The vinyl chloride DNA derivative N2,3-ethenoguanine produces G → A transitions in Escherichia coli

K. C. Cheng, B. D. Preston, D. S. Cahill, M. K. Dosanjh, B. Singer, L. A. Loeb

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154 Scopus citations


Vinyl chloride is a known human and rodent carcinogen that forms several cyclic base derivatives in DNA. The mutagenic potential of these derivatives has been examined in vitro but not in vivo. One of these derivatives, N2,3-ethenoguanine (εG), is known to base pair with both cytosine and thymine during in vitro DNA synthesis, which would result in G → A transitions. To determine the base pairing specificity of this labile guanine derivative in Escherichia coli, we have developed a genetic reversion assay for guanine derivatives. The assay utilizes DNA polymerase-mediated analogue insertion into a bacteriophage vector, M13G*1, which detects all single-base substitutions at position 141 of the lacZa gene by change in plaque color. After the insertion of a single eG opposite the template cytosine at position 141 by use of edGTP and DNA polymerase and further extension with all four normal dNTPs, the DNA was transfected into E. coli. Transfection of M13G*1 containing εG at the target site yielded 135 mutants among 26,500 plaques, 134 of which represented G→ A transitions. The unconnected mutation frequency was 0.5%, as compared with the control value, ≈0.02%; when corrected for εG content and penetrance, the calculated mutagenic potential of ε(mutations/analogue) was about 13%. We thus conclude that εG specifically induces G → A transitions during DNA replication in E. coli. The M13G*1 assay may permit the testing of other labile guanine derivatives not otherwise amenable to mutagenesis studies.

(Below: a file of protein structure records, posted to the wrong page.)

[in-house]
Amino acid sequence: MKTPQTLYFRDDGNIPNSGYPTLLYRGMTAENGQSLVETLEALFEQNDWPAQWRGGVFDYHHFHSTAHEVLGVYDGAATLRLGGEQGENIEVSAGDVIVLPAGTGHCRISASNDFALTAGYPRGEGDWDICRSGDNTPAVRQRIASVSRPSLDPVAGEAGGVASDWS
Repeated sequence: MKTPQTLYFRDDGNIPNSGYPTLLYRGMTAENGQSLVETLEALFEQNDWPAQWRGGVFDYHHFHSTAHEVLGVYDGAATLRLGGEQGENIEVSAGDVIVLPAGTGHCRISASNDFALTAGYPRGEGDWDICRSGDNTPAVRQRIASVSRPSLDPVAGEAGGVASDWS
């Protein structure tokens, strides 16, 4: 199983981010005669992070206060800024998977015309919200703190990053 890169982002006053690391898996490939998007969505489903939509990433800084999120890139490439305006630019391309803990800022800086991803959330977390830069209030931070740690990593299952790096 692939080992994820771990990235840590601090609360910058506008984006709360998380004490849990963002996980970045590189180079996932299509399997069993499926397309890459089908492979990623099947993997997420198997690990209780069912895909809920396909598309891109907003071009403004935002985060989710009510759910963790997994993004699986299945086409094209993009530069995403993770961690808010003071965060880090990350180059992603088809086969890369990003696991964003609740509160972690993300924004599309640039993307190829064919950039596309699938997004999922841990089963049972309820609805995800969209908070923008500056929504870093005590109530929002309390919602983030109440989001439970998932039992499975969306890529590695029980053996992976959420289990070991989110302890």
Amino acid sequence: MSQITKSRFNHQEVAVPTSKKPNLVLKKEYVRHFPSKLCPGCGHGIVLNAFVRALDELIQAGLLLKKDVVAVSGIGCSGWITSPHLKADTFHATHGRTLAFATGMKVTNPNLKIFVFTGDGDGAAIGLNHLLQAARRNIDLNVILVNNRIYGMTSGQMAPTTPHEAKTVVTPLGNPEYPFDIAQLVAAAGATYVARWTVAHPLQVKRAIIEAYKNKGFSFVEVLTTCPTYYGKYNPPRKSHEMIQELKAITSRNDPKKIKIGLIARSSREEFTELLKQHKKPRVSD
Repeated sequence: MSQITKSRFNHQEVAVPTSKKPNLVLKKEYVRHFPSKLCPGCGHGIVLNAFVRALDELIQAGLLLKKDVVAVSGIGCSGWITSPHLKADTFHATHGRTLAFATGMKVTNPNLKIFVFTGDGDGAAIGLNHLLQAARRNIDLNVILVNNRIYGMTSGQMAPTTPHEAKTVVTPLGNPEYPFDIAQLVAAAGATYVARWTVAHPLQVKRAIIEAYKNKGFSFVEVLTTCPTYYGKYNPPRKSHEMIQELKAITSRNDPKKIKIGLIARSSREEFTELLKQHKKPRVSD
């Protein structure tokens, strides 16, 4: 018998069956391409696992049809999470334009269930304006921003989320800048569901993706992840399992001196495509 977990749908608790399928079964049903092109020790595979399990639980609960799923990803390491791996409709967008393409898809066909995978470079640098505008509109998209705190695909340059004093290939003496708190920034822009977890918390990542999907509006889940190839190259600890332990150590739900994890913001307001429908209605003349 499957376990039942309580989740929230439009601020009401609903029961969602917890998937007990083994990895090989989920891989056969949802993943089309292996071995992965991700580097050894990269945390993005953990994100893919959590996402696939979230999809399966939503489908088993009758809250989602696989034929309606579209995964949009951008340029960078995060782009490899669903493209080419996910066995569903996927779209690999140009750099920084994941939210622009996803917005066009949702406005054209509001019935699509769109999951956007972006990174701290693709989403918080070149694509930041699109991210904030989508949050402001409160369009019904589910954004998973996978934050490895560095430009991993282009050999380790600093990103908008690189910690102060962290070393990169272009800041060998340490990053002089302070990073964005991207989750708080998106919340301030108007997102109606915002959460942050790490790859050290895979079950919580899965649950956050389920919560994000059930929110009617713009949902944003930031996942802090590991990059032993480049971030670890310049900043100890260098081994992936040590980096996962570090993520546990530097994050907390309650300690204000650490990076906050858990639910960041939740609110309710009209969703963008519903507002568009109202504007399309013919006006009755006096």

Original languageEnglish (US)
Pages (from-to)9974-9978
Number of pages5
JournalProceedings of the National Academy of Sciences of the United States of America
Issue number22
StatePublished - 1991
Externally publishedYes


  • Chloracetaldehyde
  • Cyclic DNA adducts
  • Environmental carcinogenesis
  • Mutagenicity tests
  • Site-specific mutagenesis

ASJC Scopus subject areas

  • General


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